I had fun today at work when I had to design a program that allows users to select nodes with xPath but keep the same hierarchical structure as the original xml file.

The result with tests is available on github.

For instance, the following xPath /persons/person[@age > 18]/project[@language = 'java'], would select the lines highlighted in the file below :

Normal xPath result would be a list of nodes like that

<project name='dom4j' language='java'/>
<project name='dom4j' language='java'/>

But the desired output should look like this :

	<person name='Joe' age='26'>
		<project name='dom4j' language='java'/>
	<person name='Jane' age='23'>
		<project name='dom4j' language='java'/>

So I decided to write a small class to handle this use case :

public class XPathFilter {
    private final Document xmlDocument;

    public XPathFilter(String xml) {
        xmlDocument = readXml(xml);

    public String filter(String xPath) {
        Element root = xmlDocument.getRootElement();
        List<Element> resultNodes = root.selectNodes(xPath);

        if (resultNodes.isEmpty()) {
            throw new IllegalStateException("No result found for xpath " + xPath);

        return write(root);

    private void deleteNonResultNodes(List<Element> resultNodes) {
        Set<Element> nodesToKeep = new HashSet<>(resultNodes);
        Set<Element> parents;
        do {
            parents = getParentNodes(nodesToKeep);

            for (Element parent : parents) {
                List<Element> children = parent.elements();
                for (Element child : children) {
                    if (!nodesToKeep.contains(child)) {
            nodesToKeep = new HashSet<>(parents);
        while (!parents.isEmpty());

    private Set<Element> getParentNodes(Collection<Element> nodes) {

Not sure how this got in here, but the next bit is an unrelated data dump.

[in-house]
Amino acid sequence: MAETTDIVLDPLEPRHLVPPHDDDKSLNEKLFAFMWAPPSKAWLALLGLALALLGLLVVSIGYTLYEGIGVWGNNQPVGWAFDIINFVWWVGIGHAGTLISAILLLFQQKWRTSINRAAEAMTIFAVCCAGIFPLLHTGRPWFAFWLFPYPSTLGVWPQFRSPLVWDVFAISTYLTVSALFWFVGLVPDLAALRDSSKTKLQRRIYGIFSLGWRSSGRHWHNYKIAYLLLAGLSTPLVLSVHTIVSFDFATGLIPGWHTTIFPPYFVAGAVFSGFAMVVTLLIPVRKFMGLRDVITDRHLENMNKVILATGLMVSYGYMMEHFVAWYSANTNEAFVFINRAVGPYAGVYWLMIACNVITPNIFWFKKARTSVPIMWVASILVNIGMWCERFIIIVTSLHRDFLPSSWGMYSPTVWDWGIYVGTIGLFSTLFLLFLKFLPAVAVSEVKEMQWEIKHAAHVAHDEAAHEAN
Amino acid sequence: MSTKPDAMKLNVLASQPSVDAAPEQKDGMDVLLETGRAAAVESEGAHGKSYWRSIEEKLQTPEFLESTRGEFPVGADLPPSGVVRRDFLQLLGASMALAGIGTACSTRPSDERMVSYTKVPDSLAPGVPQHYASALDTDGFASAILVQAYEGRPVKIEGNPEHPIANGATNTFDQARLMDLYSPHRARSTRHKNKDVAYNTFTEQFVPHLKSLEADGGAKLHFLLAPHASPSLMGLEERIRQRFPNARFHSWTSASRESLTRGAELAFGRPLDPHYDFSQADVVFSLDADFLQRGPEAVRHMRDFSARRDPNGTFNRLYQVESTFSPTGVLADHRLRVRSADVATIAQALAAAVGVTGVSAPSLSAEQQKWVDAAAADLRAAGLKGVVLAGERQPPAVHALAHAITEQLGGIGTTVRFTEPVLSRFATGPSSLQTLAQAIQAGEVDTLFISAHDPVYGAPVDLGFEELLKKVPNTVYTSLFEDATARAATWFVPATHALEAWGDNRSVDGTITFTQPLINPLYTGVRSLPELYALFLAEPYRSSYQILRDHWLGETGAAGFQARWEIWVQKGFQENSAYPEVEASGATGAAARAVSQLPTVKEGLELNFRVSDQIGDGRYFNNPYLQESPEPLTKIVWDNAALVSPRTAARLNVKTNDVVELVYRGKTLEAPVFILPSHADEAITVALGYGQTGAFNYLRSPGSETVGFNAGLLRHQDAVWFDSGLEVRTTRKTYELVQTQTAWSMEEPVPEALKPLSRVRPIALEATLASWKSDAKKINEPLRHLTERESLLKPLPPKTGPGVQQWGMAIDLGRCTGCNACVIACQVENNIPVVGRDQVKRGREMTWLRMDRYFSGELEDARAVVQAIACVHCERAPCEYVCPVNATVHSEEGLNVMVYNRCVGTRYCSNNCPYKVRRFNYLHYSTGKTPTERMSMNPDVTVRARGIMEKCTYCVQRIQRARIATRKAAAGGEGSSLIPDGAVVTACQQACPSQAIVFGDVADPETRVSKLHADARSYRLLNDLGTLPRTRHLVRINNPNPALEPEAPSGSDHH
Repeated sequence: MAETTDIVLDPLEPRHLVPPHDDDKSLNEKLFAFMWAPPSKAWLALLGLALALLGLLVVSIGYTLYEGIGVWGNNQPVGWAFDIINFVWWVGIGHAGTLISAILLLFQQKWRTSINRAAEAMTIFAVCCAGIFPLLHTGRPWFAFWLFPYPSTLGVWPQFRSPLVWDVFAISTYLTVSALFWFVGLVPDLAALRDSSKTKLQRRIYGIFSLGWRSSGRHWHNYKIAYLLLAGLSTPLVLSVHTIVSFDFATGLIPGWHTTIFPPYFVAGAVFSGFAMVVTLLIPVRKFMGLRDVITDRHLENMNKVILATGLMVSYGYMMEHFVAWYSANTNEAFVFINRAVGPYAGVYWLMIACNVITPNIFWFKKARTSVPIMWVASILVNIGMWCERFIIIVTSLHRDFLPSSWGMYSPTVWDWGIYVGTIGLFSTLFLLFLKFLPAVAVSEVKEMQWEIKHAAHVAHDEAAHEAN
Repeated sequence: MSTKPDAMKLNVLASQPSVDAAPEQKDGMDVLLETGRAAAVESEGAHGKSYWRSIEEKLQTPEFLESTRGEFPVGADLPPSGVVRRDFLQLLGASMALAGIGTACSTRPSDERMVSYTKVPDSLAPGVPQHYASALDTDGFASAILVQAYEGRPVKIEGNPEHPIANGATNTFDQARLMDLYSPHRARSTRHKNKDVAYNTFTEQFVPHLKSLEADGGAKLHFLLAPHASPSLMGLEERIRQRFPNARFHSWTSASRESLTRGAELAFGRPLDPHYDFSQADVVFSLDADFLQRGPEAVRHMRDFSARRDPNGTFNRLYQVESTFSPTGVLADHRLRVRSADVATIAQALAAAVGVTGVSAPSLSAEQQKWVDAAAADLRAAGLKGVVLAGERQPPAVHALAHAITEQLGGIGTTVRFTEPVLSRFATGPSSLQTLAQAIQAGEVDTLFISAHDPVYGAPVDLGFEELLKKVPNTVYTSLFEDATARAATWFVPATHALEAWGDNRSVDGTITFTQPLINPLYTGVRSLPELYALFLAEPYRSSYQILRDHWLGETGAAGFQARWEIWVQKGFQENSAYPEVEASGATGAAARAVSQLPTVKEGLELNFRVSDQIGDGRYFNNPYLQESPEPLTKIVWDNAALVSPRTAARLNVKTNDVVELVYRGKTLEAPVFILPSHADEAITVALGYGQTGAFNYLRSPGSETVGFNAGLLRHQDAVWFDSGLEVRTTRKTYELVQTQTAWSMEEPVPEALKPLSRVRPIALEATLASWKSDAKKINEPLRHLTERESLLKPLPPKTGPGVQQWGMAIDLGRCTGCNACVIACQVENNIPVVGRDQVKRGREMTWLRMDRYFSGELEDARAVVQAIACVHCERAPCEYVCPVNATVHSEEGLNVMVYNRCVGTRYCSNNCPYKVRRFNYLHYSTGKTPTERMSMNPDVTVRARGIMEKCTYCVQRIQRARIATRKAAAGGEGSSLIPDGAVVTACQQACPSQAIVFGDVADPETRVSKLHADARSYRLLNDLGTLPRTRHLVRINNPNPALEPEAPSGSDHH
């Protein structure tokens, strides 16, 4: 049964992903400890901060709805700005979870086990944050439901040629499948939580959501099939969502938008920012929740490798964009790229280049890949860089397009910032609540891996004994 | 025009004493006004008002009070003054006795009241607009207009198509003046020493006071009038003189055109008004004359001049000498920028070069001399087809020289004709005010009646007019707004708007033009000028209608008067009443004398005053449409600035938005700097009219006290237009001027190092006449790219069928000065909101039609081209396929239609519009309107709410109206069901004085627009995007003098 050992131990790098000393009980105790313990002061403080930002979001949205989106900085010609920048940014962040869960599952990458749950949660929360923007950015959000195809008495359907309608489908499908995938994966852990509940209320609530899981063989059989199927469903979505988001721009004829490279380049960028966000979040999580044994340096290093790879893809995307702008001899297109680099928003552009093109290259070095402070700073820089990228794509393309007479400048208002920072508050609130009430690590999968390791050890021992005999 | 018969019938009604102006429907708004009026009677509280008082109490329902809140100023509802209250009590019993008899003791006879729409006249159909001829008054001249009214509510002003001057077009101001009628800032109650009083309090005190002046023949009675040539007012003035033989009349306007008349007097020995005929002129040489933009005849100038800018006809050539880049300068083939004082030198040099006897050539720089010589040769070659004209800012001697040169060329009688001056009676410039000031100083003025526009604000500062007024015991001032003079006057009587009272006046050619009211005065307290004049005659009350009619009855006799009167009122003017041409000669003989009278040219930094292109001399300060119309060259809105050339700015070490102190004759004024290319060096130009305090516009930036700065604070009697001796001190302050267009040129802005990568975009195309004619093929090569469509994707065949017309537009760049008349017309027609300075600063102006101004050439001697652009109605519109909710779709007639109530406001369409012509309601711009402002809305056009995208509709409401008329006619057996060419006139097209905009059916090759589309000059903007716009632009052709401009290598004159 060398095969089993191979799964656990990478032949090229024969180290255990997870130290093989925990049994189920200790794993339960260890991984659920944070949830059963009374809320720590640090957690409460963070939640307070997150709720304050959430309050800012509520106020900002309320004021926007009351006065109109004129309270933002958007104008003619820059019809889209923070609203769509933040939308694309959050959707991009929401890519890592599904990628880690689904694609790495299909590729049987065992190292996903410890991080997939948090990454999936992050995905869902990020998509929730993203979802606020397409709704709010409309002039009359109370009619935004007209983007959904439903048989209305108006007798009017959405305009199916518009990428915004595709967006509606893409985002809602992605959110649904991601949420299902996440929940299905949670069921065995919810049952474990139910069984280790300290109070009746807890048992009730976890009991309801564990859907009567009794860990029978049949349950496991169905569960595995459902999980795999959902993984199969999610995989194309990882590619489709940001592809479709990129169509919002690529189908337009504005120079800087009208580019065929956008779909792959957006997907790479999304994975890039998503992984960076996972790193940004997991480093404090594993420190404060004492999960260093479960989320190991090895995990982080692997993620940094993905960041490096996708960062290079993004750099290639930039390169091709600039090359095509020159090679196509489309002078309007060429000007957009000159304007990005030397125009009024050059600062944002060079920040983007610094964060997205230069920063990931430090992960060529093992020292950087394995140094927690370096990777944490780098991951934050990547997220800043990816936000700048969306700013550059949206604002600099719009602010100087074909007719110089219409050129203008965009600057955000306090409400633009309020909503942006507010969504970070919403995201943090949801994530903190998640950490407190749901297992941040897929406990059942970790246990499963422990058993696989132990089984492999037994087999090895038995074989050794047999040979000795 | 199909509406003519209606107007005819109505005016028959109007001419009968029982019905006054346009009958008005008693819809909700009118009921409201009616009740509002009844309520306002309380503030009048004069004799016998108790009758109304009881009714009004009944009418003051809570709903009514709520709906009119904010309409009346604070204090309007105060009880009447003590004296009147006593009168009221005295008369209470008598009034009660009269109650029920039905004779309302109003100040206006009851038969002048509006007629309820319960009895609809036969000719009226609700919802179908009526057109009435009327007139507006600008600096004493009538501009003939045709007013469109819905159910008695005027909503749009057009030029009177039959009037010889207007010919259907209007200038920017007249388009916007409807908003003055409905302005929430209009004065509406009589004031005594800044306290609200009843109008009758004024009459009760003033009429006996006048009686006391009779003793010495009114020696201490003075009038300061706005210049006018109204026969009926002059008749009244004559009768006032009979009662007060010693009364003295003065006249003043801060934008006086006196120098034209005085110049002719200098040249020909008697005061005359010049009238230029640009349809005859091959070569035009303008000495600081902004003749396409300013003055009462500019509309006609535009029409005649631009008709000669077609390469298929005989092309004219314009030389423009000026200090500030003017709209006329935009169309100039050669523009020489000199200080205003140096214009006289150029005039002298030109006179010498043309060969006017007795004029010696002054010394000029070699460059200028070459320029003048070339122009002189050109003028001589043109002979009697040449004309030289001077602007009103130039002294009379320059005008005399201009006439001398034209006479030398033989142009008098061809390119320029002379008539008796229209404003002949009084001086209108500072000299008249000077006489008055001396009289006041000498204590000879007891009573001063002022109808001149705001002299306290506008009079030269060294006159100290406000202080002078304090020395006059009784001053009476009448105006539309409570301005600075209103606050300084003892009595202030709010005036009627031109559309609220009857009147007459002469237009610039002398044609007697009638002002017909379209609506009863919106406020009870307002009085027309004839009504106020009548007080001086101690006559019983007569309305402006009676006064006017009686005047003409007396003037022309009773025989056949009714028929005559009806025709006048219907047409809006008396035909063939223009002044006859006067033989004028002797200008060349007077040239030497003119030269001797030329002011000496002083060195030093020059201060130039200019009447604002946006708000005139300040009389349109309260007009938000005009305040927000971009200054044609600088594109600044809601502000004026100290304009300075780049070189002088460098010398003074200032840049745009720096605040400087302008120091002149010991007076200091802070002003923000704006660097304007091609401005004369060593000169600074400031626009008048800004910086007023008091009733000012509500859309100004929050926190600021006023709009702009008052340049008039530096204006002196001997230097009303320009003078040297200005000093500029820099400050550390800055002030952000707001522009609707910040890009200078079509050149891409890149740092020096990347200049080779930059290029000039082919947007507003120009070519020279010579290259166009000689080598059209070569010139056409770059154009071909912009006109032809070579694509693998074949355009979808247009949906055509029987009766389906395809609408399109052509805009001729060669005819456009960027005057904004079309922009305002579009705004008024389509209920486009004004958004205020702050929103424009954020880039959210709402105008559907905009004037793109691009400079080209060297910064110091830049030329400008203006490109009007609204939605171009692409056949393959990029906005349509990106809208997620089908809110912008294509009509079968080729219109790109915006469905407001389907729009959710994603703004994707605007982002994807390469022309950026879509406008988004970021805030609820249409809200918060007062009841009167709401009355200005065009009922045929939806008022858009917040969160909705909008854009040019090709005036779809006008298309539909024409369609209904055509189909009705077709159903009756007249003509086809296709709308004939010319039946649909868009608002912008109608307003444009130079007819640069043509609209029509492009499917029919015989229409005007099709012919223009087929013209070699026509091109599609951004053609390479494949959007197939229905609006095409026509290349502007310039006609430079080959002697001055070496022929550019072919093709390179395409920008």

Set<Element> parents = new HashSet<>();
        for (Element node : nodes) {
            Element parent = node.getParent();
            if (parent != null) {
        return parents;

    private Document readXml(String xml) {
        Document document;
        try (StringReader reader = new StringReader(xml)) {
            DocumentFactory factory = new DocumentFactory();
            SAXReader saxReader = new SAXReader();
            document = saxReader.read(reader);
        } catch (DocumentException e) {
            throw new IllegalArgumentException(e);
        return document;

    private String write(Element rootElement) {
        Document documentOut = DocumentHelper.createDocument();
        documentOut.add((Element) rootElement.clone());

        StringWriter writer = new StringWriter();
        XMLWriter xmlWriter = new XMLWriter(writer, OutputFormat.createPrettyPrint());

        try {
        } catch (IOException e) {
            throw new IllegalStateException(e);
        } finally {
            try {
            } catch (IOException ignored) {

        return writer.toString();

The readXml and write methods are just standard dom4j stuff.

The real code lies in the deleteNonResultNodes function which traverses XML nodes from the results to the root. On each level, we will look at the parents of the current nodes (the selected ones at first) and delete every child which is not a result.

The parents will become the current nodes and will keep on until we reach the root. At this point we would have kept only the xml structure that actually wrap our xPath results.

That’s all folks ! Check out the result on github, unit tests included.